4. 4. Utilizing Social Media to Understand PeopleBehaviors of Social MediaAnother point of interest surrounding social media relates to what people are doing there. Whatappears to be a whole new set of behaviors within this space can be boiled down to five “real world”behaviors that are manifested, or enabled, digitally: ( – People create various kinds of digital content to express their thoughts; share a creativetalent or passion; and even review products, brands and services.Sharing – People share things they find interesting or impor-tant with friends, family and followers. This popularly takes SOCIAL INTELLIGENCEthe form of ReTweets, Likes, Status updates, and checking in. Looking at what people create, share, and connect with gives a good view into what is important to them. It becomes part ofConnecting – People use social media to connect with others their digital identity.who share similar interests, values, and beliefs. The use ofsocial media for marketing, advertising, market research andother business functions has also added a new form of connectivity between brands and people dueto the added context provided by social media content (e.g. historical data, check-ins, likes, dislikes,favorites, etc.).Collaborating – People turn to social media to collaborate with others in the digital space, becauseof the enhancements provided by many applications and channels. Users can collaborate on com-mon tasks and work functions in a single online environment (e.g. Facebook, Wikipedia, GoogleDocs, Basecamp etc.).Consuming – People constantly consume information across all forms of social media for multiplepurposes (e.g. learning, entertainment, connectivity, etc.) through channels such as YouTube, Hulu,blogs and Flickr.Through these behaviors - the social space has grown beyond just being what people ‘say’. It nowencompasses where they go, what they see, eat, do, think and feel…Types of Social Media DataThrough combinations of these elements and behaviors, the social media data begins to takesshape. The data available can be broken into seven different types (Jeremiah Owyang):Demographic – Who are these people who put all sorts of in-formation about themselves on their profile pages? Depend- SOCIAL INTELLIGENCE Use demographic data to provide context around the socialing on the site - information about where they live, what their media content and content creators.hobbies are, race, political affiliation, etc. fall into this category.Product – What brands, products and services do they men-tion? Specifics about these things are frequently mentionedwithin content created by people online, both positively and SOCIAL INTELLIGENCEnegatively. This is a window into how people feel about com- Specific keywords, like brands and product names, are a goodpanies and the things they offer. gateway into social media data.Pa ge |4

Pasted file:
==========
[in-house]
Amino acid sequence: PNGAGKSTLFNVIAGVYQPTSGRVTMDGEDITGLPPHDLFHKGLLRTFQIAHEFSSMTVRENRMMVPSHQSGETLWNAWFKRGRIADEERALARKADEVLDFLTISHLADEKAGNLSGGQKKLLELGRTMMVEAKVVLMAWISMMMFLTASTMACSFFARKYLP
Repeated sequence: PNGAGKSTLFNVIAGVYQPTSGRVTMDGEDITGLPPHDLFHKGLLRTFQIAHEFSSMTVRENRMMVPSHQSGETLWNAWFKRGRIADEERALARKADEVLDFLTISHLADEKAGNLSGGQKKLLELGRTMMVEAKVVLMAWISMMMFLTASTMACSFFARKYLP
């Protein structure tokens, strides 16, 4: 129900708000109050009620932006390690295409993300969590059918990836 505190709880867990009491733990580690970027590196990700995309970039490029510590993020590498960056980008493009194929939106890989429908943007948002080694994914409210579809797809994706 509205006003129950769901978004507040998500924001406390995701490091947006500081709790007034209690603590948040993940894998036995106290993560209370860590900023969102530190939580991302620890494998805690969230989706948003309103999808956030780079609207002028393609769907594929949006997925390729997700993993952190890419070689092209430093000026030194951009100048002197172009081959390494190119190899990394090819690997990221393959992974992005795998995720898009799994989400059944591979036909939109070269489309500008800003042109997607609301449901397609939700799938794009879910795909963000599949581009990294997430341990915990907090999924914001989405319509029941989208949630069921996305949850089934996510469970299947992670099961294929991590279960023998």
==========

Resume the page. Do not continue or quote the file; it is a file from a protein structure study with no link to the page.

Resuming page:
5. 5. Utilizing Social Media to Understand PeoplePsychographic – How do they think and feel? Personality, val-ues, attitudes, etc. are the intangible things that describe peo- SOCIAL INTELLIGENCEple. Before social media, understanding the psychographics of Within social media data, psychographic information can bea person was through survey projects like Prism. Now people inferred by the words people use to describe their thoughts,are talking about it online. feelings and actions. Try using negative sentiment as a way to filter comments to what people are frustrated with.Behavioral – What are people doing? Two of the commonways to understand people’s activities through social media EXAMPLEare analyzing what they talk about, and looking at web analyt-ics for online behaviors and trends. Web analytics track what people do online. The sites they visit,Referral – What do people suggest? These are customer rat- how long they spend, etc. For social media data, this expandsings or reviews. Sometimes these are on the specific site to into # of comments, retweets, embedding videos, etc.which the rating or review is focused (e.g. Amazon, Netflix,Levi’s). They can also be published within the personal envi-ronment of the author (e.g. blog post or status update).Location – Where are they? This is behavioral data about the SOCIAL INTELLIGENCE“now.” Location is not as widely available yet, but with the Use the location criteria within search tools to isolate postsrise of mobile technology and GPS applications this will be an within a geographic region (e.g. data element in the future.Intention – What are they planning to do? This data is a declared future state and often unreliable,but can be a valuable indicator for understanding people’s initial motives or direction. Where be-havioral data is about what people did in the past and location data is about what people are doingnow, intention data is about what people want to do in the future.Who are the People Contributingto Social Media?It is important to note that not everybody is using social media in all the ways described above. Ad-ditionally, there are varying levels and types of participation; Forrester describes them using theirquarterly Social Technographic Survey. Based on responses, people are grouped into Creators, Con-versationalists, Critics, Collectors, Joiners, Spectators, and Inactives.The Q4 2009 survey results showed 83% of US Online Adultsuse social media on some level (i.e. not Inactives). Note, thisdoes not represent the percentage of people creating the con- SOCIAL INTELLIGENCEtent, because a large portion are only spectators. Over the Use Forresters free social technographics tool atpast few years that Forrester has been tracking these Social profiles, the percentages have all been increas-ing.In addition to these user segments, the big three social sites right now are Facebook with over 600Million users, Twitter with over 75 Million Users, and LinkedIn with over 50 Million users (all world-wide). About 30% of the Facebook users live in the United States and around half of them log onPa ge |5